Appliance Production Growth Should Slow in 2017
The real 10-year treasury rate was 1.23 percent in December 2016, an increase of 24 basis points from the previous month. This was the highest this rate has been since April 2016. The nominal rate was 249 basis points, which was the highest since September 2014. However, the rate of inflation has been rising, too. In December, inflation was more than 2 percent for the first time since June 2014, and this increase has been limiting the rise in the real 10-year treasury rate (the real rate is the nominal rate minus inflation). The year-over-year change in the real rate increased to -89 basis points in the month, the second straight showing an increase in the year-over-year change. This should lead to a decline in housing permits.
There were 90,000 housing permits filed in December; this was the lowest level since February 2016. Compared with one year earlier, housing permits decreased 7.0 percent. This was the first month of contraction since July 2016 and the second fastest month of contraction since April 2011. The annual rate of growth decelerated to 0.1 percent, its slowest rate of growth since September 2011, which was the last time the annual rate of change contracted. The growth rate in housing permits decelerated sharply in 2016 and is likely to contract in 2017.
Housing permits are a reasonably good leading indicator of appliance production simply because new homes require many new appliances. The trend in appliances was accelerating growth in the second half of 2016. In looking at the correlation between housing permits and appliance production in the chart above, it appears that growth in appliance production should slow significantly this year (as would be indicated by the black line moving down on the chart).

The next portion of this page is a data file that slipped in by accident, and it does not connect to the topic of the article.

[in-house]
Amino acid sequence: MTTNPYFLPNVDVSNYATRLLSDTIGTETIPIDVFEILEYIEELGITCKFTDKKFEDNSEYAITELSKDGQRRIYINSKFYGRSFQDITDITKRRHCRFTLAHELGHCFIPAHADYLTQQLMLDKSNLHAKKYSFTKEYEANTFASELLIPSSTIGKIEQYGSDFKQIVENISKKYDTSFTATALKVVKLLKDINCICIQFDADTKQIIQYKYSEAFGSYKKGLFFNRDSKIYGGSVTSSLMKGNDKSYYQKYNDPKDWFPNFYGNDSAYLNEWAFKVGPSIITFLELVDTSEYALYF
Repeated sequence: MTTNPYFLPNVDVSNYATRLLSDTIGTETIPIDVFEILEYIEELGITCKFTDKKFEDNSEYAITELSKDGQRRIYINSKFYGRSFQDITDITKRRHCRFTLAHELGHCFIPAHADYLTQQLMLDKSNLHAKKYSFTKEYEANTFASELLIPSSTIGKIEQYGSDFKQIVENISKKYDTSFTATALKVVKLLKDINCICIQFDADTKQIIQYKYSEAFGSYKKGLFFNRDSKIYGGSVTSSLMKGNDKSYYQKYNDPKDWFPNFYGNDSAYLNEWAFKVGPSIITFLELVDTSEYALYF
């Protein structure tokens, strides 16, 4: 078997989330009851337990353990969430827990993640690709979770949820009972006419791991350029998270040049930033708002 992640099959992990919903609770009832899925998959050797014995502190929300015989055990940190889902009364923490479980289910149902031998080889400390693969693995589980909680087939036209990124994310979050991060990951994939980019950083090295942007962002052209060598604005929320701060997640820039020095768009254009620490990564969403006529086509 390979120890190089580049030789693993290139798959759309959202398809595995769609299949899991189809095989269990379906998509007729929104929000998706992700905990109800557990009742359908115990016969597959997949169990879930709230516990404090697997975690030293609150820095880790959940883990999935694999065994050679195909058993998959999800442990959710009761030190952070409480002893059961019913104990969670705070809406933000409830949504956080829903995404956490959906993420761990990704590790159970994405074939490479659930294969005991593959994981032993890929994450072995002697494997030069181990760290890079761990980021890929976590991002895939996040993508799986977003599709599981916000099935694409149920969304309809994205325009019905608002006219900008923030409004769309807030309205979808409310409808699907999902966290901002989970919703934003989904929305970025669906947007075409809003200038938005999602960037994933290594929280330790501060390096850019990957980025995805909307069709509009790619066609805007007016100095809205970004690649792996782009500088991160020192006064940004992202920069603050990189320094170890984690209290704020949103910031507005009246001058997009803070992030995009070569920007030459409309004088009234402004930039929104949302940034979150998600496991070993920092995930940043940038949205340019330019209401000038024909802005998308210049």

Electronics Production Poised to Grow Faster
In December, real disposable income grew 2.1 percent over one year earlier. This was the slowest rate of month-over-month growth since January 2014. The month-over-month rate of growth was less than 3.0 percent in 10 of the previous 11 months. The annual rate of growth has decelerated steadily since August 2015, and in December it hit 2.7 percent, which was the slowest rate since October 2014. Also, this was the sixth month in a row that the annual rate of growth was less than the historical average of 3.1 percent.
Despite the slower growth in disposable income, consumer electronics spending accelerated rapidly in the second half of 2016. Compared with one year earlier, December’s electronics spending increased 18.5 percent, which was the fastest rate of growth since August 2010. However, the trend of decelerating income at the same time as accelerating growth in electronics spending looks wrong when placed in the historical context of the last 40 years (see the chart to the right). Therefore, while it is possible that electronics production could see accelerating growth in 2017, I would hedge my bets on that.